I’ve been taking my own 3D videos using an excellent but inexpensive 3D camcorder and watching them on my 3D tv and uploading to YouTube.   I have to say, the 3D is not just a gimmick any longer.  It does add a more life-like realism to the videos I’ve taken.   I really thing this is going to be like the transition from black-and-white tv to color tv.   It wasn’t perfect when first introduced, but who now would say that color is just a gimmick or fad in tv?   3D will be that way, too.  Give it a little time.

  • Urban Cowgirl

    My biggest complaint about YouTube’s 3D content is that YouTube just isn’t pushing the bytes out to me fast enough for the player to show without pauses for rebuffering.   I can watch Hulu streaming in 480p without pauses.   Why can’t YouTube do even that well.   Trying to watch in 1080p on YouTube is sometimes nearly impossible due to the slow data rate, and I have an Internet connection that downloads at 6 to 20 Mbps (according to tests using so I can take HD 3D as fast as YouTube can push it out.   YouTube needs to squeeze the toothpaste out of its tube faster!

  • tubesweet

    Wearing glasses doesn’t bother me.  3D is cool.  I just uploaded a 3d video to youtube last night.  It studders at  720p on a fast connection.  The videos don’t display well on phones, either iphone or android.  The appear squashed and side by side, with anaglyph not an option.  Youtube, keep working on it.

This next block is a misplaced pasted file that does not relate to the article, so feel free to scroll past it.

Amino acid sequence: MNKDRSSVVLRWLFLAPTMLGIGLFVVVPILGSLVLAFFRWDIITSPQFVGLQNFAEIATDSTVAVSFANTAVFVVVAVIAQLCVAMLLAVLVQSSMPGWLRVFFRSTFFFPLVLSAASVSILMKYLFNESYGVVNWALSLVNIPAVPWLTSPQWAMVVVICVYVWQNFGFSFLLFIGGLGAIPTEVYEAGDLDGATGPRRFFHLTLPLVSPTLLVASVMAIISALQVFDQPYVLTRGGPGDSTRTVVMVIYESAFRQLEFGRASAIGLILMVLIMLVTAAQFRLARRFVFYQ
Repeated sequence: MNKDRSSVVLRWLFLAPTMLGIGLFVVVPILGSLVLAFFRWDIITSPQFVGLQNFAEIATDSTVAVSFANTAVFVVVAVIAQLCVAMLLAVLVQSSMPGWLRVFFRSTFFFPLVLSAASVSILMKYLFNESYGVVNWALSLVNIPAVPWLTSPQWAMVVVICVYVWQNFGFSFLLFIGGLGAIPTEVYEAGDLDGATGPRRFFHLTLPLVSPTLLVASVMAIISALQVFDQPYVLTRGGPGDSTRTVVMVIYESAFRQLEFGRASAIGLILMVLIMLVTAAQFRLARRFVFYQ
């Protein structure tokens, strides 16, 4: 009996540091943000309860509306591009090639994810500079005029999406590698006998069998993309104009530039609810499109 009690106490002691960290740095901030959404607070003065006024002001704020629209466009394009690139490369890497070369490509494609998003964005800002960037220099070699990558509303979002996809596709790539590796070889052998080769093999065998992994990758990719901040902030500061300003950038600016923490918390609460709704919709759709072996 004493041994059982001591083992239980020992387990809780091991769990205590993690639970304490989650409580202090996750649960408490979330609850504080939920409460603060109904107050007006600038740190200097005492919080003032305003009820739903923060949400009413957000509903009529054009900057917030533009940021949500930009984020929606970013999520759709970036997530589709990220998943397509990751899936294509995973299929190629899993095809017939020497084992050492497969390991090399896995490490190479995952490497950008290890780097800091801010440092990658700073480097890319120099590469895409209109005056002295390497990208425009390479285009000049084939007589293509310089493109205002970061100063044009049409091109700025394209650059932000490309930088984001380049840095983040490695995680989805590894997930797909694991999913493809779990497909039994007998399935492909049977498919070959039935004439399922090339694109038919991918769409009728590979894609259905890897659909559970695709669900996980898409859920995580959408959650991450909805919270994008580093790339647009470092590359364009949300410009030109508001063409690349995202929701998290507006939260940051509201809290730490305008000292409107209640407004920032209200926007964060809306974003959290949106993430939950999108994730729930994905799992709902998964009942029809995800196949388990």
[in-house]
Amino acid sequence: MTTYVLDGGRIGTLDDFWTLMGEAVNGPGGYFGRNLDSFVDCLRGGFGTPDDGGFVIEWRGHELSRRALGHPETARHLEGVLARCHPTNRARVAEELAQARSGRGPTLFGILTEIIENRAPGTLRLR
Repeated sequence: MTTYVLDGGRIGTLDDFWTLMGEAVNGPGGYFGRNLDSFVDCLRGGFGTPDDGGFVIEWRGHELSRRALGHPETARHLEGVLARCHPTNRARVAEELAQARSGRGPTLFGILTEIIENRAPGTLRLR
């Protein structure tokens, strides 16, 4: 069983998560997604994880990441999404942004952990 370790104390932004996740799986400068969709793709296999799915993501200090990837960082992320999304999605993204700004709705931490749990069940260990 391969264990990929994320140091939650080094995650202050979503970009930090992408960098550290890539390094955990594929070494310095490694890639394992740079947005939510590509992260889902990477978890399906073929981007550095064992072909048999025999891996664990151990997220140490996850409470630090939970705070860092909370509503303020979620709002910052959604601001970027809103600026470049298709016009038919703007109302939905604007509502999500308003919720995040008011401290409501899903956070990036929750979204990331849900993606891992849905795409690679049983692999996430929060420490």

• Derek Wilson

    i have a 3DTV with active shutter glasses. I don’t have any issues using them and they are as light as a feather and I don’t even notice them, they are lighter than sunglasses. I like active shutter glasses better because they don’t cut the resolution in half when watching 3D like the passive glasses do. They also have stronger 3D . I love gaming and watching movies and TV in 3D and feel it was a better upgrade than going from standard to high def.
    The only people I see moaning about 3D and calling it a fad are people who don’t have a 3D set, go figure eh?

  • Derek Wilson

    Oh and if people think its a fad I wonder what they will make of the info regarding PS4?. It’s being built to spec to handle 1080p 3D at 60fps, so thats 120fps 2D. While the next Xbox is being designed with augmented reality glasses that are….3D.
    That and the fact that when movies were advertised in the cinema the text would say 3D in some cinemas, it now says 2D in some cinemas.

  • Checksum

    Look 3dtube on ipad, it bring youtube video on ipad !